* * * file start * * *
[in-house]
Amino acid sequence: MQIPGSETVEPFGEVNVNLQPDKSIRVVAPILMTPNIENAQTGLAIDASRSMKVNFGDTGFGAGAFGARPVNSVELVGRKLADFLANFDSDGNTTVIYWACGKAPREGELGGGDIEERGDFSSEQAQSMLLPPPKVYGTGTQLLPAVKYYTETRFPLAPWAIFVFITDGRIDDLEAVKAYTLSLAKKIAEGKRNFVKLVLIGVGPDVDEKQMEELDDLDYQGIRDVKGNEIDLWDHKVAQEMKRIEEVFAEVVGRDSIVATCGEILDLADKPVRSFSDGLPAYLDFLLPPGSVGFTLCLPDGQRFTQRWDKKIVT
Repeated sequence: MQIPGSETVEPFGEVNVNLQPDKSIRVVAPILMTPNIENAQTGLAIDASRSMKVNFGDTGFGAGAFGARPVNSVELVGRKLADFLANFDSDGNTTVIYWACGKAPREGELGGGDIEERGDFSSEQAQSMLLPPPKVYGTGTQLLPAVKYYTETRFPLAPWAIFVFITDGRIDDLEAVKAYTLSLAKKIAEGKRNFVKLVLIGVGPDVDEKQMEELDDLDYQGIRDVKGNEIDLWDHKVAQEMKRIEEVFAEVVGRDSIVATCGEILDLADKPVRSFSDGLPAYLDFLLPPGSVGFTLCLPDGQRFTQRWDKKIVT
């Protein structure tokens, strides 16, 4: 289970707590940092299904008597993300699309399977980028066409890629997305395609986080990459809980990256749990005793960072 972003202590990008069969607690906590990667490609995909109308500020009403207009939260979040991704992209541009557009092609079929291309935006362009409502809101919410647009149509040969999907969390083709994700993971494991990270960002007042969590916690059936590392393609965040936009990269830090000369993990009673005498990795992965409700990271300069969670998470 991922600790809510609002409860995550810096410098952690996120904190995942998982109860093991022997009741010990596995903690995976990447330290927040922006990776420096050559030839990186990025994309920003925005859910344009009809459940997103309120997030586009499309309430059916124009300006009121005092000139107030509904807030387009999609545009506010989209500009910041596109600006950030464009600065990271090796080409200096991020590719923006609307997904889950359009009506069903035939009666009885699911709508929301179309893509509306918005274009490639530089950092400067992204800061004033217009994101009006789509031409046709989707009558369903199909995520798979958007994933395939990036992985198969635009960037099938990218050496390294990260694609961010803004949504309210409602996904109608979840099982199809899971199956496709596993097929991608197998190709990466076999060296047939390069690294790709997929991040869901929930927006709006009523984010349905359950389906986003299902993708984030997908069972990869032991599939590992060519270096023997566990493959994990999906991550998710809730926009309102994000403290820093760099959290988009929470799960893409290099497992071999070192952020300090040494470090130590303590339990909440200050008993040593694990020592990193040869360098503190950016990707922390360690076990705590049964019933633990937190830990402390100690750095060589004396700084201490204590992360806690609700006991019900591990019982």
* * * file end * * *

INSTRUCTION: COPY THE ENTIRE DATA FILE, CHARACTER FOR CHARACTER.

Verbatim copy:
[in-house]
Amino acid sequence: MQIPGSETVEPFGEVNVNLQPDKSIRVVAPILMTPNIENAQTGLAIDASRSMKVNFGDTGFGAGAFGARPVNSVELVGRKLADFLANFDSDGNTTVIYWACGKAPREGELGGGDIEERGDFSSEQAQSMLLPPPKVYGTGTQLLPAVKYYTETRFPLAPWAIFVFITDGRIDDLEAVKAYTLSLAKKIAEGKRNFVKLVLIGVGPDVDEKQMEELDDLDYQGIRDVKGNEIDLWDHKVAQEMKRIEEVFAEVVGRDSIVATCGEILDLADKPVRSFSDGLPAYLDFLLPPGSVGFTLCLPDGQRFTQRWDKKIVT
Repeated sequence: MQIPGSETVEPFGEVNVNLQPDKSIRVVAPILMTPNIENAQTGLAIDASRSMKVNFGDTGFGAGAFGARPVNSVELVGRKLADFLANFDSDGNTTVIYWACGKAPREGELGGGDIEERGDFSSEQAQSMLLPPPKVYGTGTQLLPAVKYYTETRFPLAPWAIFVFITDGRIDDLEAVKAYTLSLAKKIAEGKRNFVKLVLIGVGPDVDEKQMEELDDLDYQGIRDVKGNEIDLWDHKVAQEMKRIEEVFAEVVGRDSIVATCGEILDLADKPVRSFSDGLPAYLDFLLPPGSVGFTLCLPDGQRFTQRWDKKIVT
């Protein structure tokens, strides 16, 4: 289970707590940092299904008597993300699309399977980028066409890629997305395609986080990459809980990256749990005793960072 972003202590990008069969607690906590990667490609995909109308500020009403207009939260979040991704992209541009557009092609079929291309935006362009409502809101919410647009149509040969999907969390083709994700993971494991990270960002007042969590916690059936590392393609965040936009990269830090000369993990009673005498990795992965409700990271300069969670998470 991922600790809510609002409860995550810096410098952690996120904190995942998982109860093991022997009741010990596995903690995976990447330290927040922006990776420096050559030839990186990025994309920003925005859910344009009809459940997103309120997030586009499309309430059916124009300006009121005092000139107030509904807030387009999609545009506010989209500009910041596109600006950030464009600065990271090796080409200096991020590719923006609307997904889950359009009506069903035939009666009885699911709508929301179309893509509306918005274009490639530089950092400067992204800061004033217009994101009006789509031409046709989707009558369903199909995520798979958007994933395939990036992985198969635009960037099938990218050496390294990260694609961010803004949504309210409602996904109608979840099982199809899971199956496709596993097929991608197998190709990466076999060296047939390069690294790709997929991040869901929930927006709006009523984010349905359950389906986003299902993708984030997908069972990869032991599939590992060519270096023997566990493959994990999906991550998710809730926009309102994000403290820093760099959290988009929470799960893409290099497992071999070192952020300090040494470090130590303590339990909440200050008993040593694990020592990193040869360098503190950016990707922390360690076990705590049964019933633990937190830990402390100690750095060589004396700084201490204590992360806690609700006991019900591990019982």